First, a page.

Question

# In a survey of $60$ people, it was found that $25$ people read newspaper $H$, $26$ read newspaper $T$, $26$ read newspaper $I$, $9$ read both $H$ and $I$, $11$ read both $H$ and $T$, $8$ read both $T$ and $I$, $3$ read all the three newspapers. Find:(i) The number of people who read at least one of the newspapers(ii) The number of people who read exactly one newspaper.

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Hint: Assume the variables representing the number of people who read different kinds of newspapers. Solve them to get the exact count of people who read each kind of newspaper. To count the number of people who read at least one of the newspapers, one should count the total number of people reading one, two or three newspapers. To count the number of people who read exactly one newspaper, one should sum up the number of people reading only one newspaper, for all the three newspapers.

We have data regarding the count of people who read different newspapers. We have to evaluate the number of people who read at least one of the newspapers and the number of people who read exactly one newspaper.
We will solve this by creating a venn diagram and using variables to represent the number of people who read different kinds of newspaper.

Let’s assume $a$ number of people read only newspaper $H$, $b$ number of people read only newspaper $I$, $c$ number of people read only newspaper $T$, $d$ number of people read both newspapers $H$ and $I$, $e$ number of people read both newspapers $H$ and $T$, $f$ number of people read both newspapers $I$ and $T$ while $g$ number of people read all the three newspapers.
We know that $25$ people read newspapers $H$. So, we have $a+d+e+g=25.....\left( 1 \right)$.
We know that $26$ people read newspapers $I$. So, we have $b+d+f+g=26.....\left( 2 \right)$.
We know that $26$ people read newspapers $T$. So, we have $c+e+f+g=26.....\left( 3 \right)$.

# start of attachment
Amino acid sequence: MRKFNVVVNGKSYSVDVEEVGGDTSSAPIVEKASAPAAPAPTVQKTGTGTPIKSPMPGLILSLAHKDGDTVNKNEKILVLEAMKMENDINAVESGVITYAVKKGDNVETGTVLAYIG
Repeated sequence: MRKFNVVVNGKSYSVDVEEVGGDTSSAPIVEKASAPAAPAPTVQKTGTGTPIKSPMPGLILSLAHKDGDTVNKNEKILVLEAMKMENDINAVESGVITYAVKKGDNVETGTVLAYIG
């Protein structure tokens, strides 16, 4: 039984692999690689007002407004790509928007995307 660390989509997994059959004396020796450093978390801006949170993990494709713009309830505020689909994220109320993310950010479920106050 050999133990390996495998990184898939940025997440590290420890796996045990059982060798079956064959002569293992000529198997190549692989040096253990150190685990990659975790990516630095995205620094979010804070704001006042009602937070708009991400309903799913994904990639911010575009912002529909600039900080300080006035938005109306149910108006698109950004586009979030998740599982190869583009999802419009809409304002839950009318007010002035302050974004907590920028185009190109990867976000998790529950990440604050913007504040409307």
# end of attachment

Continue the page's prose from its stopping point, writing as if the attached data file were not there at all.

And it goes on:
We know that $9$ people read both $H$ and $I$. So, we have $d+g=9.....\left( 4 \right)$.
We know that $11$ people read both $H$ and $T$. So, we have $e+g=11.....\left( 5 \right)$.
We know that $8$ people read both $T$ and $I$. So, we have $f+g=8.....\left( 6 \right)$.
As three people read all the newspapers, we have $g=3$.
Substituting the value $g=3$ in equation $\left( 6 \right)$, we have $f+3=8\Rightarrow f=5$.
Substituting the value $g=3$ in equation $\left( 5 \right)$, we have $e+3=11\Rightarrow e=8$.
Substituting the value $g=3$ in equation $\left( 4 \right)$, we have $d+3=9\Rightarrow d=6$.
Substituting the above calculated values in equation $\left( 1 \right)$, we have $a+6+8+3=25\Rightarrow a=8$.
Substituting the above calculated values in equation $\left( 2 \right)$, we have $b+6+5+3=26\Rightarrow b=12$. Substituting the above calculated values in equation $\left( 3 \right)$, we have $c+8+5+3=26\Rightarrow c=10$.
We have calculated the value of each of the parameters now.
We will find the values asked in the question.
(i) We have to calculate the number of people who read at least one of the newspapers. So, we will consider all the people who read one, two and three newspapers.
Number of people who read only one newspaper $=a+b+c=8+12+10=30$.
Number of people who read two newspapers $=d+e+f=6+8+5=19$.
Number of people who read three newspapers $=g=3$.
So, the total number of people who read at least one newspaper $=30+19+3=52$.
Hence, $52$ people read at least one newspaper according to the given data.
(ii) We have to calculate the number of people who read exactly one newspaper.
Number of people who read one newspaper $=a+b+c=8+12+10=30$.
Hence, $30$ people read only one newspaper.

Note: It’s necessary to draw venn diagrams to write equations to solve this question. Otherwise, we won’t be able to get a correct answer. One needs to understand how the number of people reading different newspapers is distributed.